Last weekend Napier Boys’ High School won their 14th consecutive NZSS Orienteering title in the 30th edition of the event held in rural Wairarapa.
The early events had as few as 60 or 70 competitors but now over 350 athletes assemble to contest the races. There are three disciplines run over as many days.
First up is the sprint course, which is 2–3.5 km long. It requires speed of leg and thought, where a hesitation or poor decision can cost a few seconds and several places. This year, Rathkeale College’s 60 hectare campus made for very fast times.
Long races can be up to 6 km for senior boys, with nearly 300 metres of climb by the optimal route. A different athlete often wins – one with stamina who is more subtly in touch with map and terrain. Running up the wrong gully can cost irreplaceable minutes. The Ngaumu Forest map, Mingimingi, provided deep stream gullies, tangled undergrowth and steep hills to supplement the mud underfoot.
The final day are the relays, which invariably decide the champions. Teams of three run branching courses in spectator friendly races. After all the rain, soft underfoot conditions made every step a slog on the rolling farm of the Riverlands map, near Opaki.
Napier’s dominance can be traced to the arrival of Derek Morrison’s children at the Boys’ and Girls’ High Schools around the turn of the millennium. While success was not instant, as coach Derek built a sustained programme with a competitive culture at both schools – NGHS has nine titles of their own.
Even now, with his last child nearly a decade gone, Derek continues as NGHS coach and, with the two schools’ teams working so closely together, has never really left NBHS either. However, since graduating from Derek’s assistant, Hugh Forlong-Ford has in recent years been the coach of record for NBHS.
The Napier secret is not startling. It depends on the simple principles of recruitment, skill, fitness and enjoyment. While there are certainly members of the team who focus exclusively on orienteering, most see orienteering as one sport among many, often using it to supplement their fitness for other sports. Identical trainings are run on consecutive days so that students can choose which meets their other commitments best. Inclusiveness is crucial to the Napier mind set, with newcomers and old hands equally valued. Thus continuity is maintained, so even passing the coaching baton hasn’t interrupted the streak.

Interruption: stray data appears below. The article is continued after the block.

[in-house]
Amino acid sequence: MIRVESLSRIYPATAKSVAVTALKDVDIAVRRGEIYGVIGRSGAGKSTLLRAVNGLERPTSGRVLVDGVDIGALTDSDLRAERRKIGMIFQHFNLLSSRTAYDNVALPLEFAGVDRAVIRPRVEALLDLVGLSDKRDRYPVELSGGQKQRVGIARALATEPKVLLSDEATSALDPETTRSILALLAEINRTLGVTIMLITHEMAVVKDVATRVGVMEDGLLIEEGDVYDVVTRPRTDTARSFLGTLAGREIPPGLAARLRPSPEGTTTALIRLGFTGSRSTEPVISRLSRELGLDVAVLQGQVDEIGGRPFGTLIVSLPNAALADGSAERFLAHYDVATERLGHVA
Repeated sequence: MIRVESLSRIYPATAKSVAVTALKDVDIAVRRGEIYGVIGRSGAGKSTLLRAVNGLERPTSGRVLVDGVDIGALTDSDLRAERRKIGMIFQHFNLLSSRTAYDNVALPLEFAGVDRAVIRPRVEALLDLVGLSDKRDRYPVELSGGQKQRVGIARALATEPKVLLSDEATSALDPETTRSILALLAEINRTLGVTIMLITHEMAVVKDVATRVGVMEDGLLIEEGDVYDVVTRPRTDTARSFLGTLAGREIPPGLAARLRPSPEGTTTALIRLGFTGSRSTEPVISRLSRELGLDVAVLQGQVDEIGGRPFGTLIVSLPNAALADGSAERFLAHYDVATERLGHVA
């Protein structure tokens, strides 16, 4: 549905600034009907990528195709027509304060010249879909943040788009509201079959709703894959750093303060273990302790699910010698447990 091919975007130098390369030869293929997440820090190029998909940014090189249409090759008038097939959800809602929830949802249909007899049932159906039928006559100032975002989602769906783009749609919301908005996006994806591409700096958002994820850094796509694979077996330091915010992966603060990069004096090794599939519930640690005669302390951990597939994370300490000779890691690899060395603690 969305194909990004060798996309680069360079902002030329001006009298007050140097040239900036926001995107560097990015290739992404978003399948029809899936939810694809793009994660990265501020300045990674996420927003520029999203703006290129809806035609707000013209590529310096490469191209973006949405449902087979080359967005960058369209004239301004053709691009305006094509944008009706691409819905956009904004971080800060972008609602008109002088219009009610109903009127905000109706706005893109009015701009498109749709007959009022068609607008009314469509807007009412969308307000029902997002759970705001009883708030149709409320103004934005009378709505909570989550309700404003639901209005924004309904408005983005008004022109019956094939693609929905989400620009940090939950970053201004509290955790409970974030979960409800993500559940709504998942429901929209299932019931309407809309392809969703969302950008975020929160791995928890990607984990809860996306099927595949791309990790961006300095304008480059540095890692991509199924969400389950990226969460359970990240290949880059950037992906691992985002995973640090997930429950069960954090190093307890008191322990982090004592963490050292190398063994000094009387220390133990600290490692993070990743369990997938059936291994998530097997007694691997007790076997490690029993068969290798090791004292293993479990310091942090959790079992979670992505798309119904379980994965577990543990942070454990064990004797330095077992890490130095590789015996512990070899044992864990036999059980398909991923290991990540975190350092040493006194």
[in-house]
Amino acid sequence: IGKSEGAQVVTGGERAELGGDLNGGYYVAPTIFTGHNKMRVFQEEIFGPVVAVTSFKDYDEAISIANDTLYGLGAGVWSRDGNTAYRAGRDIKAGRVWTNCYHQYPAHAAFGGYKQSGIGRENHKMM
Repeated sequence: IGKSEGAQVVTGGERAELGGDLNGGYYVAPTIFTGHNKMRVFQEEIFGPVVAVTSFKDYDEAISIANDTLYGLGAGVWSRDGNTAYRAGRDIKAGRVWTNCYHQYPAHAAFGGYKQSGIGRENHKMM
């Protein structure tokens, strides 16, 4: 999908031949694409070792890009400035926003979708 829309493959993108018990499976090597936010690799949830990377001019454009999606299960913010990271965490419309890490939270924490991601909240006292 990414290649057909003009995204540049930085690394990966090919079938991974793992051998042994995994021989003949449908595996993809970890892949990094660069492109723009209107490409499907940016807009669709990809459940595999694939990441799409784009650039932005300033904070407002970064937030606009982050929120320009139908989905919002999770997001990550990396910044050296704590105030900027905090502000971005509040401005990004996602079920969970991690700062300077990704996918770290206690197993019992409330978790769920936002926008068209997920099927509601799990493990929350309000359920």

While 14 years of sustained success looks utterly dominant, in reality there have been many close run events, chiefly from Hawke’s Bay rivals Havelock North High School (coached by Steve Armon and Derek’s brother, Geoff).
This year, Napier’s victory wasn’t assured until Bayley Stephens-Ellison crossed the line for Napier ahead of HNHS in the Senior Boys’ relay, the last race of the weekend. In 2015, the two schools were separated by a single relay place. But the closest was in 2006 as, when the points were tallied, the two schools shared the title – Napier’s third and, to date, Havelock North’s only one.
Appropriately, New Zealand sporting legend Brian Lochore presented NBHS captain Jonty Anderson with the trophy.
For full results visit: https://wellingtonorienteering.org.nz/#results
Longest National Championship Win Streaks (all sports):
Boys Basketball: Church College, 1984-1991
Girls Basketball: Church College, 1991-1999
Girls Cricket: New Plymouth Girls’ High School, 2003-2008
Boys Hockey: Christchurch Boys’ High School, 1962-1968
Girls Rowing: Rangi Ruru Girls’ School, 1991-1999
Boys Rowing: Wanganui Collegiate, 1963-1969
Boys Rugby Leauge: St. Paul’s College, 2004-2010
Boys Squash: Auckland Grammar School, 2003-2008
Boys Orienteering: Napier Boys’ High School 2014 -2017
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